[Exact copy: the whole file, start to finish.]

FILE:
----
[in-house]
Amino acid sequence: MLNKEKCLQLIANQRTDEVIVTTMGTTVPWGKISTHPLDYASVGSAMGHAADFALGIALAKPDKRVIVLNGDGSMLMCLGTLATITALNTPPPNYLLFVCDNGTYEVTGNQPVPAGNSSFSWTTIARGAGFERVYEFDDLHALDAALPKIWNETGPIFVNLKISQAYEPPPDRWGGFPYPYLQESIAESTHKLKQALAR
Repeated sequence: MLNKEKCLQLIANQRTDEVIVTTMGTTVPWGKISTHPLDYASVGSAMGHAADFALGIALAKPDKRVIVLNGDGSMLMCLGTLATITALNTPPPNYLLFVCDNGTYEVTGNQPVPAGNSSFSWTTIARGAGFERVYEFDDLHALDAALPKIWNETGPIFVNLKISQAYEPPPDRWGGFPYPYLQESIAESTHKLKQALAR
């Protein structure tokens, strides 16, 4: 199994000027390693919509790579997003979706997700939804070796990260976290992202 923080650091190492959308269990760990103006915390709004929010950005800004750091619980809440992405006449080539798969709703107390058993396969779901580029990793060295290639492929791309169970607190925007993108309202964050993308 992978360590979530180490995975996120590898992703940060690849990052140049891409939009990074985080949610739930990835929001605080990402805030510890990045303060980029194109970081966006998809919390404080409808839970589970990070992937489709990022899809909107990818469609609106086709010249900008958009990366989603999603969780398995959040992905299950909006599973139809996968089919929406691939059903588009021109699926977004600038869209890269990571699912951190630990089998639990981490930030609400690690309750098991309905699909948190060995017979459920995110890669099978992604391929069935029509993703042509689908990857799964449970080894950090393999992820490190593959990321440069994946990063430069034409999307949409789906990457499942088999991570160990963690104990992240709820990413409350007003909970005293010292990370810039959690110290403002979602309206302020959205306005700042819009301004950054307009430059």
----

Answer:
[in-house]
Amino acid sequence: MLNKEKCLQLIANQRTDEVIVTTMGTTVPWGKISTHPLDYASVGSAMGHAADFALGIALAKPDKRVIVLNGDGSMLMCLGTLATITALNTPPPNYLLFVCDNGTYEVTGNQPVPAGNSSFSWTTIARGAGFERVYEFDDLHALDAALPKIWNETGPIFVNLKISQAYEPPPDRWGGFPYPYLQESIAESTHKLKQALAR
Repeated sequence: MLNKEKCLQLIANQRTDEVIVTTMGTTVPWGKISTHPLDYASVGSAMGHAADFALGIALAKPDKRVIVLNGDGSMLMCLGTLATITALNTPPPNYLLFVCDNGTYEVTGNQPVPAGNSSFSWTTIARGAGFERVYEFDDLHALDAALPKIWNETGPIFVNLKISQAYEPPPDRWGGFPYPYLQESIAESTHKLKQALAR
């Protein structure tokens, strides 16, 4: 199994000027390693919509790579997003979706997700939804070796990260976290992202 923080650091190492959308269990760990103006915390709004929010950005800004750091619980809440992405006449080539798969709703107390058993396969779901580029990793060295290639492929791309169970607190925007993108309202964050993308 992978360590979530180490995975996120590898992703940060690849990052140049891409939009990074985080949610739930990835929001605080990402805030510890990045303060980029194109970081966006998809919390404080409808839970589970990070992937489709990022899809909107990818469609609106086709010249900008958009990366989603999603969780398995959040992905299950909006599973139809996968089919929406691939059903588009021109699926977004600038869209890269990571699912951190630990089998639990981490930030609400690690309750098991309905699909948190060995017979459920995110890669099978992604391929069935029509993703042509689908990857799964449970080894950090393999992820490190593959990321440069994946990063430069034409999307949409789906990457499942088999991570160990963690104990992240709820990413409350007003909970005293010292990370810039959690110290403002979602309206302020959205306005700042819009301004950054307009430059």